Michael Thomas Slager, who was charged with the murder of Walter Scott and fired from the North Charleston Police force last week, was drawn to public safety jobs as a young man, according to his mother.
Until April 7, when a bystander’s video went public showing the patrolman firing repeatedly and fatally at the fleeing 50-year-old Scott, Slager’s life and career appeared quite ordinary.
The video of Slager shooting Scott has been shown around the world, and photographs from the video have been printed on front pages of newspapers around the world. One person who hasn’t see any of the images, or read any of the stories, is Slager’s mother, Karen Sharpe.
“It would be very hard for me to see that,” Sharpe said during an interview in Charleston. “I just don’t think I could.”
The national media has been scouring the places Slager has lived and worked, mainly Florida and New Jersey, finding little but a handful of speeding tickets. In North Charleston, where Slager became a police officer in 2009, he wasn’t in the news until last week, and his limited years on the force went by with little controversy. Two citizen complaints were filed during his more than five years on the force, and he was cleared both times by internal investigators.
An excessive force claim involving a Taser, in 2013, was among those resolved in his favor but became public only after his arrest, and is now seen by some as a warning sign. On Friday, a lawsuit was filed by a man who claims Slager used a Taser on him during a 2014 traffic stop; a claim that was not among the previous citizen complaints.
Slager’s mother said she cannot imagine that her son would intentionally hurt anyone.
“In my heart, I know that Michael didn’t do anything wrong,” Sharpe said. “He’s not a bad person.”
She said Slager’s father saw the video of the shooting, and was rushed to an emergency room with chest pains; apparently an anxiety attack.
Sharpe said she and Slager’s father, who lives in Pennsylvania, divorced when their son was in elementary school. The oldest of three children, and the only boy, Slager grew up in a military family, moving frequently as his father’s Army postings changed.
Slager, now 33, lived in Burlington County, N.J., during his high school years. The area is an edge suburb of Philadelphia, where subdivisions give way to New Jersey farms. He graduated from Lenape High School in 2001, and according to his mother took some junior college classes and obtained some training as an emergency medical technician.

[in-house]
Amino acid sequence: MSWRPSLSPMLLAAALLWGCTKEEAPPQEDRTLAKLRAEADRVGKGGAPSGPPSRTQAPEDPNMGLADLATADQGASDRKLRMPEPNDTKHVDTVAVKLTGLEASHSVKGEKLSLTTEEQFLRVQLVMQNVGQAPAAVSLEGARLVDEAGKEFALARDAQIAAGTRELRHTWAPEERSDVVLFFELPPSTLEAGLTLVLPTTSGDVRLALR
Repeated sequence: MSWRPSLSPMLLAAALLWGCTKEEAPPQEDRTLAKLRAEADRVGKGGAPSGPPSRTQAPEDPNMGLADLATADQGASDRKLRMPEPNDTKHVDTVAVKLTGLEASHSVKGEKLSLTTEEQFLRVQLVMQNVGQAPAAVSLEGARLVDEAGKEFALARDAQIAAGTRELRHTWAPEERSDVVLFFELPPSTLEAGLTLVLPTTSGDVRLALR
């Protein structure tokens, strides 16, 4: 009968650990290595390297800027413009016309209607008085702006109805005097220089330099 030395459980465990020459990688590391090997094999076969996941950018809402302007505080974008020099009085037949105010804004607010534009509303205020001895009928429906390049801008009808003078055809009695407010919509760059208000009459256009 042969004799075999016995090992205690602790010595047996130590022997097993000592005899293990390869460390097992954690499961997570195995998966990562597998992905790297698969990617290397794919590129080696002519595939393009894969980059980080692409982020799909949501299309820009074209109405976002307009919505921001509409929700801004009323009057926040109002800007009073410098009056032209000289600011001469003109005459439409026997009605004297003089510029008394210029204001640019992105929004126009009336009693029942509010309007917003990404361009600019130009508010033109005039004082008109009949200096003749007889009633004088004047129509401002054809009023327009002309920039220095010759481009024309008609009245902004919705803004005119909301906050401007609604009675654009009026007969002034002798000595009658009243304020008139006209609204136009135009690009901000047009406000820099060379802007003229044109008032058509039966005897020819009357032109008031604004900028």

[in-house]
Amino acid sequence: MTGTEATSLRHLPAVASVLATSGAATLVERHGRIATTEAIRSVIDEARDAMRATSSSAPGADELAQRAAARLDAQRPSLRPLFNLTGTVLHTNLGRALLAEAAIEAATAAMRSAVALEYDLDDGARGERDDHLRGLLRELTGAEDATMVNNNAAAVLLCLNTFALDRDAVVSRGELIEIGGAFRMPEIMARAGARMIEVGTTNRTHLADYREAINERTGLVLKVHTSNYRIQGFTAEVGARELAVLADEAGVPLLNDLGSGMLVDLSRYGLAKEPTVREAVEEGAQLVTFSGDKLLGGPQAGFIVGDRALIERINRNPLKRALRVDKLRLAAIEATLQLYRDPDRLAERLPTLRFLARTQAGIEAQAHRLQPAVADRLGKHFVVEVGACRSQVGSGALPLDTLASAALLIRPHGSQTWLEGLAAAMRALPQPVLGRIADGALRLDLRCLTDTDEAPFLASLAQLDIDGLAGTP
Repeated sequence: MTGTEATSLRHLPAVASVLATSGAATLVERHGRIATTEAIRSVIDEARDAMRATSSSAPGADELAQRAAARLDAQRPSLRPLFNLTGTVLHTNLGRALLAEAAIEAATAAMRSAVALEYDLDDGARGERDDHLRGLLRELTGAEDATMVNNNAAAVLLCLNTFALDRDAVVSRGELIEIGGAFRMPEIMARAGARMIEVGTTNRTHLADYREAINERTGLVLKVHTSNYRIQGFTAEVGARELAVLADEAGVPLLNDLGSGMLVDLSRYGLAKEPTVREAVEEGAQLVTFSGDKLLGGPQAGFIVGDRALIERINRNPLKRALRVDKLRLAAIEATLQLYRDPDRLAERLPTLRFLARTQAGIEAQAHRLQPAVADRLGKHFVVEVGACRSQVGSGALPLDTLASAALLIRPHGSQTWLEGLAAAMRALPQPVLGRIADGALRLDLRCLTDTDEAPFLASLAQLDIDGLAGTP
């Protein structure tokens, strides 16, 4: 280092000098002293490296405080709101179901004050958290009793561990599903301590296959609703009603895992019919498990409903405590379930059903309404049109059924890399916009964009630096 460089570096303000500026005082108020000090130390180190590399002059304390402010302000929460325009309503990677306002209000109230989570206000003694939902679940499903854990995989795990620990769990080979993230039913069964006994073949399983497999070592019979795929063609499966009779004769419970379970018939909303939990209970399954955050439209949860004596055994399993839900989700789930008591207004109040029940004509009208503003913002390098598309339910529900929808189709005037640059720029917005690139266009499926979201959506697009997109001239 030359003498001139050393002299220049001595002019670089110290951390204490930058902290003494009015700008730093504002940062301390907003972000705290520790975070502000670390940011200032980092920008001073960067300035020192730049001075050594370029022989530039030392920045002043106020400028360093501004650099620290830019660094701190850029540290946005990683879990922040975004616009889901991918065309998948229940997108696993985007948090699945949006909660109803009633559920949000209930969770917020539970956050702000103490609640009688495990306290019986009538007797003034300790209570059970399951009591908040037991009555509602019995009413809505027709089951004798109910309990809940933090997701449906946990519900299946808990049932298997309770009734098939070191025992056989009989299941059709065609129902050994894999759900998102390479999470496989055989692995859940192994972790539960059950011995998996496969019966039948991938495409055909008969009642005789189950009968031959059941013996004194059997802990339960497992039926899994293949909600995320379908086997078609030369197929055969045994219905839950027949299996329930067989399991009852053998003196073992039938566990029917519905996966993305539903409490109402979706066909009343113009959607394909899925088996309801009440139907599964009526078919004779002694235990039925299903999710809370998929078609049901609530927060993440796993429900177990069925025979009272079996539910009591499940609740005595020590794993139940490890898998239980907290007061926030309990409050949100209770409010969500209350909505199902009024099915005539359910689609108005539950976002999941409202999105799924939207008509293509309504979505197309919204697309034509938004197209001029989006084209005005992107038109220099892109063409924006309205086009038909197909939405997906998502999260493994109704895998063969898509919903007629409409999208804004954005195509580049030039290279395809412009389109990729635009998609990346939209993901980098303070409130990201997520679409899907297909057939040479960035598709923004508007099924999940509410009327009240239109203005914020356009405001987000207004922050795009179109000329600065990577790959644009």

“We never had an issue with Mike while he was here,” Slager’s supervisor at Mount Laurel Emergency Medical Services 14 year ago, Fran Pagurek, told The New York Times.
Slager was briefly a waiter — his former boss described him as “quiet” to a Philadelphia Inquirer reporter — and in interviews reported from New Jersey to Florida former friends and in-laws have described him as nice, shy and “a good guy.” In Slager’s Hanahan neighborhood, the reaction was similar the evening of April 7, after Slager was charged with murder.
“This guy right here? He was charged for murder?” said neighbor Barbara Perry. “He seemed pretty normal to me. Walked his little pugs. Kept to himself.”
Before he was a police officer, Slager served in the Coast Guard, his first job after high school other than waiting tables.
“He decided to go into the Coast Guard, and was mostly on the water,” said Sharpe, who said Slager had done some recreational boating in New Jersey.
Slager was in the Coast Guard for six years and received an honorable discharge with the junior rank of E-3. His North Charleston job application says he was a boarding party team member, machinist and engineer.
Slager’s mother does not recall anything particular drawing her son toward public safety professions. She is overwhelmed, stunned, by the events of the past week.
“This has been a nightmare that I’m not waking up from,” she said, adding that she knows it’s been a nightmare for Scott’s family, too. “I do want them to know that I have compassion for them.”
When Slager finished his time with the Coast Guard he came looking for a job as a police officer, applying in North Charleston at the urging of a friend, William Janicki, who was on the force then but has since left the department.
Efforts to contact Janicki and two other men listed as Slager’s references on his job application were unsuccessful.
Just a week before Slager’s arrest and dismissal from the police department, Sharpe had come up to see him and his wife Jamie, who is eight months pregnant. He is the stepfather to her two children.
“He’s not a bad person,” said his mother.
Melissa Boughton and Deanna Pan contributed to this report. Reach David Slade at 937-5552